The technologically driven information economy is reshaping everyday human behavior and sociocultural environments. Yet our paradigms for understanding human development within a cultural framework are guided by traditional and dichotomous ideas about the social world (for example, individualism–collectivism, egocentric–sociocentric, modern–traditional, Western–Non–Western). As the impact of information technologies permeates all aspects of our lives, research in human development and psychology must face the digitally, connected social environments as its laboratory, filled with naturally occurring experiments, whether it is the speed at which we now communicate in the home or workplace, the far–reaching access children have to a wide array of information previously unavailable, or the vicarious anonymity with which we are able to participate in each other′s lives through the new media tools. This volume begins the necessary discussion on how researchers will need to recognize the technology′s impact on human development in their work and practice.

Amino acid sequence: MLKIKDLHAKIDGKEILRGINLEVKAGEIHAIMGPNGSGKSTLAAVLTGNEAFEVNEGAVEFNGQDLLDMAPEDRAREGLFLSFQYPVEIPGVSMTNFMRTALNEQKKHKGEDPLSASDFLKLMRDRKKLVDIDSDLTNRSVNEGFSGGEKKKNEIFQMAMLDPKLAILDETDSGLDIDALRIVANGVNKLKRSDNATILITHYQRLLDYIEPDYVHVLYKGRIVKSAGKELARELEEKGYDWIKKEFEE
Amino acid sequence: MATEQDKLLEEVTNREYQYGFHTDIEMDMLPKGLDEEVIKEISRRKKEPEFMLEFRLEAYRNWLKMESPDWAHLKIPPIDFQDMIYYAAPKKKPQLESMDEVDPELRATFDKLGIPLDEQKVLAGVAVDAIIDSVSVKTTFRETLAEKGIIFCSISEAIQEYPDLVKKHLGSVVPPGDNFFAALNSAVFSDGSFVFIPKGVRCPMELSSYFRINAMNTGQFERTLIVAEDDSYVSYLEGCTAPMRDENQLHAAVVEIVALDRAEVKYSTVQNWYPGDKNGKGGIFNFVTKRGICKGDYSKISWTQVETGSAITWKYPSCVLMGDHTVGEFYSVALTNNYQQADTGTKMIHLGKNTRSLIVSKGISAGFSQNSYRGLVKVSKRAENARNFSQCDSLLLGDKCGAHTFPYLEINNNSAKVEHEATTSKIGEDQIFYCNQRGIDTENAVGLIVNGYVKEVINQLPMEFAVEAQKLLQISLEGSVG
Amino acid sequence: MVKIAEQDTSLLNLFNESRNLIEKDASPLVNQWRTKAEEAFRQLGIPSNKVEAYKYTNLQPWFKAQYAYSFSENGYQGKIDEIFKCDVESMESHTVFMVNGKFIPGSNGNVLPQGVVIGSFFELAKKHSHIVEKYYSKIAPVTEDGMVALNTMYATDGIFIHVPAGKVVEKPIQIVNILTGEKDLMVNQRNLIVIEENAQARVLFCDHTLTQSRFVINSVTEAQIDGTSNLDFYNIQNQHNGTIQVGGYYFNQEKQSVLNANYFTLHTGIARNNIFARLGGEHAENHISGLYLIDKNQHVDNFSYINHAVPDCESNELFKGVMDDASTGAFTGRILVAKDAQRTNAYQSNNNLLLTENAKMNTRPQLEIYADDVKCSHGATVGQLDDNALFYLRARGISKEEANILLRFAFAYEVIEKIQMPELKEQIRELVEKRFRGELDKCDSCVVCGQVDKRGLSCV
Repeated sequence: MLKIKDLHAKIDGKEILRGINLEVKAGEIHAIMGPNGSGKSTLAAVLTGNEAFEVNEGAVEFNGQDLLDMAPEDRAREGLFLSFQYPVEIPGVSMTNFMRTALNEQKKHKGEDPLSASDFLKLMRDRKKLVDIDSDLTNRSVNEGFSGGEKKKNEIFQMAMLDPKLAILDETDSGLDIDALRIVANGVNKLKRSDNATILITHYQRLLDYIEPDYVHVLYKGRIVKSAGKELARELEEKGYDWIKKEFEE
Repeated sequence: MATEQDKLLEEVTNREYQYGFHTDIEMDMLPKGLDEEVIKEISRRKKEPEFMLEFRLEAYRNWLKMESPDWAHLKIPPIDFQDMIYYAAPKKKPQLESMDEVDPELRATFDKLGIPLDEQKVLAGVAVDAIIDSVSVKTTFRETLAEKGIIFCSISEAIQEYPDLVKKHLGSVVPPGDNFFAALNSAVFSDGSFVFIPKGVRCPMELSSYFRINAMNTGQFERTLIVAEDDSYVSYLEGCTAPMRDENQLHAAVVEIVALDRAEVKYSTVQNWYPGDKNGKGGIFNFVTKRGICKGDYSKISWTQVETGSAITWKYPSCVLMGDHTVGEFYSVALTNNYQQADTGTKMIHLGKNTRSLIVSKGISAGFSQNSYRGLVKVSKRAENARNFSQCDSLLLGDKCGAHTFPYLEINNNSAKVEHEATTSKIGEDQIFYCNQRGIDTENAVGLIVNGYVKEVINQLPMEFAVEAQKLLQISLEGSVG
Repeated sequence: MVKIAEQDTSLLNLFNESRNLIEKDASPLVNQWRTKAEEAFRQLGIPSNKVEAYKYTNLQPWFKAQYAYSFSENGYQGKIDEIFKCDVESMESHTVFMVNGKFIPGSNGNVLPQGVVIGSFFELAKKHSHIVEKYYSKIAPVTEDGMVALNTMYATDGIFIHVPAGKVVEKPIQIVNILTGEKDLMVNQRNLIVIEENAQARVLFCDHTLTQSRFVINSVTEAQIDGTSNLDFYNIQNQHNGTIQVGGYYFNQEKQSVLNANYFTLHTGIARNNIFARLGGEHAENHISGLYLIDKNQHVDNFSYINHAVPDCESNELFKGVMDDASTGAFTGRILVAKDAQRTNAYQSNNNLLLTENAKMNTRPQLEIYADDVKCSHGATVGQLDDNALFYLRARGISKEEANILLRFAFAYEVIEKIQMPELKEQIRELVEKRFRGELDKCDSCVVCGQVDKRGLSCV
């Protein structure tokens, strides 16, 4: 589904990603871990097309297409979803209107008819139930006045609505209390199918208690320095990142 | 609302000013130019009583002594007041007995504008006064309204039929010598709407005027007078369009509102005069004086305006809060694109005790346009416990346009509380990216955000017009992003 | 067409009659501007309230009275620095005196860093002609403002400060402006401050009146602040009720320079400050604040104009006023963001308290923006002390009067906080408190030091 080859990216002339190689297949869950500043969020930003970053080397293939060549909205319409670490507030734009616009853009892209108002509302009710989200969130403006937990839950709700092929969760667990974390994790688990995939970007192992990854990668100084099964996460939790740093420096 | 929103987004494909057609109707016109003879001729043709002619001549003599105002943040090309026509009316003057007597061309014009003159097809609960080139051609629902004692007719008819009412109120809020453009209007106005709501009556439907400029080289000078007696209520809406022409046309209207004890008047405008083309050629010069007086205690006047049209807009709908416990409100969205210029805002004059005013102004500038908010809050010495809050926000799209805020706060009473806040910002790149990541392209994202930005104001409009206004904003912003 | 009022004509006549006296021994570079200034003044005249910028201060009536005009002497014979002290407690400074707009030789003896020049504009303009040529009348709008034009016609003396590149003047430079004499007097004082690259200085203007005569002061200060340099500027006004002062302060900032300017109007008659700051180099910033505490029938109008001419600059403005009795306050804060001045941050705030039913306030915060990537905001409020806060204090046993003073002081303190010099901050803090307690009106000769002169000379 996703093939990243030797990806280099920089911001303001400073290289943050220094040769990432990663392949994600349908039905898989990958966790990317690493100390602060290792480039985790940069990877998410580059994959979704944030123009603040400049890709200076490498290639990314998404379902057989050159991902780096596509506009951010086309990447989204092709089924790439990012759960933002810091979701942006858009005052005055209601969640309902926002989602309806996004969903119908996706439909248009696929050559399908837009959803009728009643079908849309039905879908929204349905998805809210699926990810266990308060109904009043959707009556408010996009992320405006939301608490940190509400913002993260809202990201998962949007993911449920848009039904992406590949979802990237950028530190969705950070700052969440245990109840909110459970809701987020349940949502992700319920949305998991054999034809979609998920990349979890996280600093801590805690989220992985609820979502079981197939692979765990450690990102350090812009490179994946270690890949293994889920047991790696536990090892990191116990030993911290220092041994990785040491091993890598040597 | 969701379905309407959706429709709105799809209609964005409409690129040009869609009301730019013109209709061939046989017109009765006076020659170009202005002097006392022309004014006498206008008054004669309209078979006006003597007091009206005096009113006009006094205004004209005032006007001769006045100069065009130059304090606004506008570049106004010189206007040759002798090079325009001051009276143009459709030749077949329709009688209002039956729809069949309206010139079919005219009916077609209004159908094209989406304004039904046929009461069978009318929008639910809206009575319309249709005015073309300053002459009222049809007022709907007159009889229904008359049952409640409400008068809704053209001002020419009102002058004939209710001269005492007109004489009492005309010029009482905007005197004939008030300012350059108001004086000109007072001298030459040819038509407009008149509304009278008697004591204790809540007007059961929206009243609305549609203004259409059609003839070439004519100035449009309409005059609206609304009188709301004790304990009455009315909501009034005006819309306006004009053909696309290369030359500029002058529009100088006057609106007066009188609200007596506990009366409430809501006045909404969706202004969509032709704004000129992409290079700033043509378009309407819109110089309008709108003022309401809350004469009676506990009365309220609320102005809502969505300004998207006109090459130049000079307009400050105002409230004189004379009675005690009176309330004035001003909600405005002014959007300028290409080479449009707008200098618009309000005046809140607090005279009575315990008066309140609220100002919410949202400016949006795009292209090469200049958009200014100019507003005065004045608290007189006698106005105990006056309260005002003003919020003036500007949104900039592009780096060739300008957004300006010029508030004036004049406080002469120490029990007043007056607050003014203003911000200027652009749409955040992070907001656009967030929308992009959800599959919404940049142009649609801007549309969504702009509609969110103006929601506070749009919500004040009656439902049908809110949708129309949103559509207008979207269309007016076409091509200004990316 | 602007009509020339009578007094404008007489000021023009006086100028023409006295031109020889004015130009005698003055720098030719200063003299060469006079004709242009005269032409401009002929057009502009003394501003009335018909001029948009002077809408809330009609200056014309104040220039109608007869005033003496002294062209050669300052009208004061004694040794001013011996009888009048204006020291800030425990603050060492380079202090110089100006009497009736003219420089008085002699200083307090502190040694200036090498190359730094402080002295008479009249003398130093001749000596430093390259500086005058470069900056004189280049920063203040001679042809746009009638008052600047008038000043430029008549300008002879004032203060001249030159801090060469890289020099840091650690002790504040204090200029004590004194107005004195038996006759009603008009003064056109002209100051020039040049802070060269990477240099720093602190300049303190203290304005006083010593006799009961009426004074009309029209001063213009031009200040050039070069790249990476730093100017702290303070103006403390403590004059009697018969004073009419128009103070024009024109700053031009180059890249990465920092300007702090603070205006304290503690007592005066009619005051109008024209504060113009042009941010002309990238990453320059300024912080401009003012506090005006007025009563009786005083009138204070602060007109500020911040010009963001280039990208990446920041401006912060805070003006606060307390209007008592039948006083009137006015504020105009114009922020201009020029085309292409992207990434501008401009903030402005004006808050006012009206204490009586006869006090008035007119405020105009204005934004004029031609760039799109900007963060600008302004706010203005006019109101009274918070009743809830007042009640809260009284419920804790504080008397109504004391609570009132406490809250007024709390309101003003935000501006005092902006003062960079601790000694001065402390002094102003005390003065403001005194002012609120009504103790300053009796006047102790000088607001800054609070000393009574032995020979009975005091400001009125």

This is the 105th volume of the Jossey–Bass quarterly report series New Directions for Child and Adolescent Development.